George slammed the bottom as the current tumbled him like a paper sack in a windstorm. He tried to regain control by lying flat and digging his fin tips and fingers into the sand seafloor, but he couldn't hold on, and he couldn't fight the current back the way he came. With his buddy Chris lost in the rapidly deteriorating visibility, George surfaced alone in open water without a dive flag or surface marker, and saw that he was drifting out to sea like flotsam in a rip tide. He spun quickly and glimpsed Chris off in the distance. Then, out of the corner of his eye, George saw the fiberglass hull of a 50-foot yacht bearing down on him.
Both Chris and George had logged hundreds of dives in North Carolina's coastal waters and the inland lakes and rivers nearby. In their mid-thirties and in reasonably good health, they were active, safety-conscious divers who normally followed the appropriate precautions for this area, including flying a dive flag and carrying surface marker bags and signaling devices.
When poor weather busted Chris and George's plan to take their small boat offshore, they made a last-minute decision to hit a local shore dive they'd heard about. The site was off a small island near a major shipping channel and close to the main inlet for Bogue Sound. They entered the water just after the slack period of an extremely high tide. The current flow was minimal and the water looked flat-calm. But Chris and George never bothered to get a briefing from a local dive shop and even neglected to stop and chat with other divers who were exiting the water. If they had, they would have learned just how fast the conditions were going to change.
Twenty minutes into their dive, the current picked up astronomical speed. After noticing the ground rushing underneath them and the visibility dropping dramatically, the divers tried to get negative and settle on the bottom to reorient themselves. As George tried to kneel, the current literally tossed him head over heels before throwing him flat on the bottom and dragging him through the sand. Swept more than half a nautical mile, they neared the mouth of the inlet where treacherous water conditions and heavy boat traffic are the norm. By this time, they had become separated, and they both ascended slowly to find each other and check their surroundings.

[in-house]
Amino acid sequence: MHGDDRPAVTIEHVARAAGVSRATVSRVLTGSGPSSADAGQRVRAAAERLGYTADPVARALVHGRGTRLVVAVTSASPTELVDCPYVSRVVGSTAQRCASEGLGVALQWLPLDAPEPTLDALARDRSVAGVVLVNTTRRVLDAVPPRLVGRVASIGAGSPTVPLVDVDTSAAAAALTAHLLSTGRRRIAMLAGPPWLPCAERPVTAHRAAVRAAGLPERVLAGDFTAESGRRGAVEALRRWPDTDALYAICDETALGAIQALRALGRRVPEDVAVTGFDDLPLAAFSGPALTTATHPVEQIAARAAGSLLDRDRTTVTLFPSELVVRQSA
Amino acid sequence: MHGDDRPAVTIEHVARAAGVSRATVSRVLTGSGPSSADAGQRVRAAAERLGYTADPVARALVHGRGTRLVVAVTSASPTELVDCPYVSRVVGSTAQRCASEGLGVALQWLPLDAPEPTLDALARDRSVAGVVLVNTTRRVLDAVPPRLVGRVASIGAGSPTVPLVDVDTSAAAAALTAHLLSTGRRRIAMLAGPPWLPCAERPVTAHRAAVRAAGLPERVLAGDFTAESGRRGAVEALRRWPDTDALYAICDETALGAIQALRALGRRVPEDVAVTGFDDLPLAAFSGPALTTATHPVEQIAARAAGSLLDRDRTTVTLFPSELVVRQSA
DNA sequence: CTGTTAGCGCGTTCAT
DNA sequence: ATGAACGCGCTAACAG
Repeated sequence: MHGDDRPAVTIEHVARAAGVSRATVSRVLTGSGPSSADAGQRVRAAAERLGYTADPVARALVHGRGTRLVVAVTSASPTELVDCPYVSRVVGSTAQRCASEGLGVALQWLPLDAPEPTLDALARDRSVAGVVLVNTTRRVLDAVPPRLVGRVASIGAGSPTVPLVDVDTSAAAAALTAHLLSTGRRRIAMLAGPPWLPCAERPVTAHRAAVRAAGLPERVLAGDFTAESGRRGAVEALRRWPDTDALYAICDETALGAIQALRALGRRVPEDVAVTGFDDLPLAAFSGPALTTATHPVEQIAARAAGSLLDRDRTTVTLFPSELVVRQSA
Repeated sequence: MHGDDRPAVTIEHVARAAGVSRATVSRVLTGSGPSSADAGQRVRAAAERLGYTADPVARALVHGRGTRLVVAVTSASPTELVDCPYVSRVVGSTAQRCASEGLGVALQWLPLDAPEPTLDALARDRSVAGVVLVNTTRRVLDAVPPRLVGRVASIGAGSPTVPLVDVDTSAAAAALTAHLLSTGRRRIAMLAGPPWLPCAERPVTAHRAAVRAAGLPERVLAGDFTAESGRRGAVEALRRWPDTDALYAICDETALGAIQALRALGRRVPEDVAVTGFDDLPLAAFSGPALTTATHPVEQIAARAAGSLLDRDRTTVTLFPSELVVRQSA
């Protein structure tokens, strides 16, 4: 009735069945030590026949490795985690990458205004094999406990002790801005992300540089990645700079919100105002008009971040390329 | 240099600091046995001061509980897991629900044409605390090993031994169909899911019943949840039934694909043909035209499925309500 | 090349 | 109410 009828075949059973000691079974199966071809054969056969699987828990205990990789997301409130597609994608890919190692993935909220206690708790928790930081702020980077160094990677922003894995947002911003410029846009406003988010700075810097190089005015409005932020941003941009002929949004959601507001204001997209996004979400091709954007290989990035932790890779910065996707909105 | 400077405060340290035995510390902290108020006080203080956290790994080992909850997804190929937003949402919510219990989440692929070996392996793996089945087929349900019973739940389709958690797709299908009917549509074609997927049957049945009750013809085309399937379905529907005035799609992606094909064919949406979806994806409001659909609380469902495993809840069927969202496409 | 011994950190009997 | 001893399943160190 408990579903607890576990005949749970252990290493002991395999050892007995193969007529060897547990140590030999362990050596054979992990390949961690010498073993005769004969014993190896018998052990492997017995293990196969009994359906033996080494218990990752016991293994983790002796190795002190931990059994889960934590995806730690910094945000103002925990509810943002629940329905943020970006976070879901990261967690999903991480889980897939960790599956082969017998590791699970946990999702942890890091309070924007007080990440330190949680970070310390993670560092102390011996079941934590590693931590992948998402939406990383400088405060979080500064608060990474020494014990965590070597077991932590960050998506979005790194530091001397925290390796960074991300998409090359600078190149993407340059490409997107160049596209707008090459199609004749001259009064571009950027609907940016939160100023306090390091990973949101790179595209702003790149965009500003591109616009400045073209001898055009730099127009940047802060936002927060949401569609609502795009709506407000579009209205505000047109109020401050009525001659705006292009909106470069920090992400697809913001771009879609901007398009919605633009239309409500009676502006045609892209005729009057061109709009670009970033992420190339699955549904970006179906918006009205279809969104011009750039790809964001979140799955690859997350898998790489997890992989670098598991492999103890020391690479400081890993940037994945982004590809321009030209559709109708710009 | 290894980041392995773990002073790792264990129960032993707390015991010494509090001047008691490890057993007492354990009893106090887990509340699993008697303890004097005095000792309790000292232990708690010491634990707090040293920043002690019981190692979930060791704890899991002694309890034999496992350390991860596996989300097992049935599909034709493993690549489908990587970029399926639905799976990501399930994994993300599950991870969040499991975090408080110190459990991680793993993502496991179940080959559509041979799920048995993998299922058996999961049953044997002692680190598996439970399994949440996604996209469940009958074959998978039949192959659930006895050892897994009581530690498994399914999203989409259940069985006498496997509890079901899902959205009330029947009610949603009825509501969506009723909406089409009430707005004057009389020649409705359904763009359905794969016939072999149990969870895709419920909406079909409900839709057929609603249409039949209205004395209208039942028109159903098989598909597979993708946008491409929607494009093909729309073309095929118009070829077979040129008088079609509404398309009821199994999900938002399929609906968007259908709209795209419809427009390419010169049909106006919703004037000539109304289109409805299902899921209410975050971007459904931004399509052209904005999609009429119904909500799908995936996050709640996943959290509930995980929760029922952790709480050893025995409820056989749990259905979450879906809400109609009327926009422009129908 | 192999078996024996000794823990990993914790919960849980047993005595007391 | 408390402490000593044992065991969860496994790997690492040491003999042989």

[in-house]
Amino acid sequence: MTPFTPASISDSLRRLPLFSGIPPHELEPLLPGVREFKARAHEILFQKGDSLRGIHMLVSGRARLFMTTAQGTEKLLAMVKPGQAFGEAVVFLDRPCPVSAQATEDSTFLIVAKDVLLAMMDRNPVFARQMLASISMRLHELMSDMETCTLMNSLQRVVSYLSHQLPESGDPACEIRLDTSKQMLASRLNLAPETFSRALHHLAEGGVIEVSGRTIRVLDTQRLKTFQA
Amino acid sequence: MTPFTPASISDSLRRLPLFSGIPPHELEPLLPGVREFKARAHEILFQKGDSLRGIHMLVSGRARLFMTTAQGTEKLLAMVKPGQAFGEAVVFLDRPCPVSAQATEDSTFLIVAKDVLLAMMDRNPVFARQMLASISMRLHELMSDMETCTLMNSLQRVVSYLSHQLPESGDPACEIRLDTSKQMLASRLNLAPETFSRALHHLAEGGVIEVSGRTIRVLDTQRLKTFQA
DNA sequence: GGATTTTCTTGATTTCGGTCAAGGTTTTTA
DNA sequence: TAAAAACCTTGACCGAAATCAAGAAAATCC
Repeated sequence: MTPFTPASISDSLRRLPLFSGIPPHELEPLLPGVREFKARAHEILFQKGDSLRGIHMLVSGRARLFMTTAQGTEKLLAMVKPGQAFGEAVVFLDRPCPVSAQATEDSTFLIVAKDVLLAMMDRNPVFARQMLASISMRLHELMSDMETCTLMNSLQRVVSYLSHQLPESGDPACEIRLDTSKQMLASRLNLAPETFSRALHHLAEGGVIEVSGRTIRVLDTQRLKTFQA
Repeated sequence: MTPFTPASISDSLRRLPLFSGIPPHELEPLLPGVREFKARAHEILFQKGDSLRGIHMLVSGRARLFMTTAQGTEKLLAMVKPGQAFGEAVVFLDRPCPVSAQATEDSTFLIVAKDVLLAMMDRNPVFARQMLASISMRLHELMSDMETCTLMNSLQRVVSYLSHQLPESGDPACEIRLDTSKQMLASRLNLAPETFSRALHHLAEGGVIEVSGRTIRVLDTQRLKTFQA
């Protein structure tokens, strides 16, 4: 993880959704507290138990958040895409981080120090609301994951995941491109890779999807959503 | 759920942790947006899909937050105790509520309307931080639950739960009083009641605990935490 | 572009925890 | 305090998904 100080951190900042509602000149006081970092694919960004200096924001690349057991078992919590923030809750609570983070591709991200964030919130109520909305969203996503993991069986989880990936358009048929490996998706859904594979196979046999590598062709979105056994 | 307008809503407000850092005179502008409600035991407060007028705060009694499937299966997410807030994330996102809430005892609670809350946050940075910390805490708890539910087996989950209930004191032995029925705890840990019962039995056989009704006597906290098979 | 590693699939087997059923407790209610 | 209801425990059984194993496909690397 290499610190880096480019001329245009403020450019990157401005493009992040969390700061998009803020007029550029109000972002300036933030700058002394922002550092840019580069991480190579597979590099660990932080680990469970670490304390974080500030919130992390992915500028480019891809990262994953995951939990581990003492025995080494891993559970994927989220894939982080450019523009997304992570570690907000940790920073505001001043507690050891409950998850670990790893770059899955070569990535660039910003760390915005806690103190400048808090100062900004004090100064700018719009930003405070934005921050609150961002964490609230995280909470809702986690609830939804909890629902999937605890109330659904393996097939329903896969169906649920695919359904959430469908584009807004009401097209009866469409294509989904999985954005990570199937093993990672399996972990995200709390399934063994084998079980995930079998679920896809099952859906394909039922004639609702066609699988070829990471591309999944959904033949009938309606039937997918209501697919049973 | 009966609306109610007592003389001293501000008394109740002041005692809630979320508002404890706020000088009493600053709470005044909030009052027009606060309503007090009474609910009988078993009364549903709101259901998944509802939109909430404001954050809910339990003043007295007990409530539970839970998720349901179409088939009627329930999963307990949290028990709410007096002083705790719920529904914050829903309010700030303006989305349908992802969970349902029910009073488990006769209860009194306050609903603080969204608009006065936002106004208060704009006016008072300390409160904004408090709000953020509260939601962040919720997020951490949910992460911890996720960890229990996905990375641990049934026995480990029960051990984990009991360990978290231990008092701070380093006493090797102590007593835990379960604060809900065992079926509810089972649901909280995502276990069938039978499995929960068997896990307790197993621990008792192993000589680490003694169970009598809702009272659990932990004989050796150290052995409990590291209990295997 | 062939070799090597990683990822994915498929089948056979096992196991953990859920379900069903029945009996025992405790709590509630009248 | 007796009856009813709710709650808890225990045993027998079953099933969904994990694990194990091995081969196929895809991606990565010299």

On the surface, the choppy, confused seas pitched and rolled while the current forced them into the shipping lane. George bobbed directly in the path of a 50-foot pleasure yacht coming in from rougher water. He knew he couldn't swim away in time. Instinctively, he dumped the air from his BC and kicked straight for the bottom. Resurfacing cautiously, he found Chris, who breathed a sigh of relief when he saw George. They swam toward each other knowing they couldn't fight the current, and taking stock of their situation, the divers immediately regretted leaving their surface markers behind. They had agreed they wouldn't need them for "such a simple shore dive."
In the distance, Chris and George could see large channel markers. They decided that if they could reach one, they could hang on, and avoid being swept out to sea. They chose one and began swimming diagonally across the current toward it. As Chris and George approached the structure, the sound of another boat came from behind them. By the time they heard it through the crashing of the choppy water, the boat was just yards away. Expecting the worst, they turned and were surprised to see the concerned face of a fisherman who simply asked, "Y'all lost, or what?" as he came alongside. The divers removed their gear and crawled over the stern before graciously accepting a lift to a dock.
Chris and George could have avoided this situation entirely by getting a proper site briefing from a local dive shop. They would have learned that local divers visit the site, but only at slack tide because of the major shifts in tidal flow. As the tides rise and fall, dramatic currents run through this narrow inlet to fill or empty the adjacent sound. Also, as Chris and George were getting in, they saw 20 or so divers all exiting the water. This should have clued them in that it was a bad time to dive this spot.
In the water, the divers could have made themselves visible to passing boats by towing a dive flag or deploying the brightly colored surface marker bags they normally carried with them. Thinking this a "simple" dive, they chose to leave both the markers and the flag behind. Complacency overshadowed their training, and bad decisions put these divers in a dangerous situation. They were lucky that in the end their skills kicked in, and their quick, calm reactions kept them alive long enough to get rescued.
Lessons for Life
and other emergency signaling equipment. Dive flags tell boaters your location and are required equipment in areas with any kind of boat traffic.
—always get a dive briefing from someone with local knowledge. Local dive shop employees can fill you in on the day's tide and current conditions.
ascending in areas with heavy boat traffic. Stop about 15 feet below the surface and listen carefully. If you hear a boat close by, wait for it to pass before making a cautious ascent.
Emergencies are never planned events, and your skills and equipment are useless if you don't have them available when the need arises. Always take precautions, no matter how "simple" the dive seems.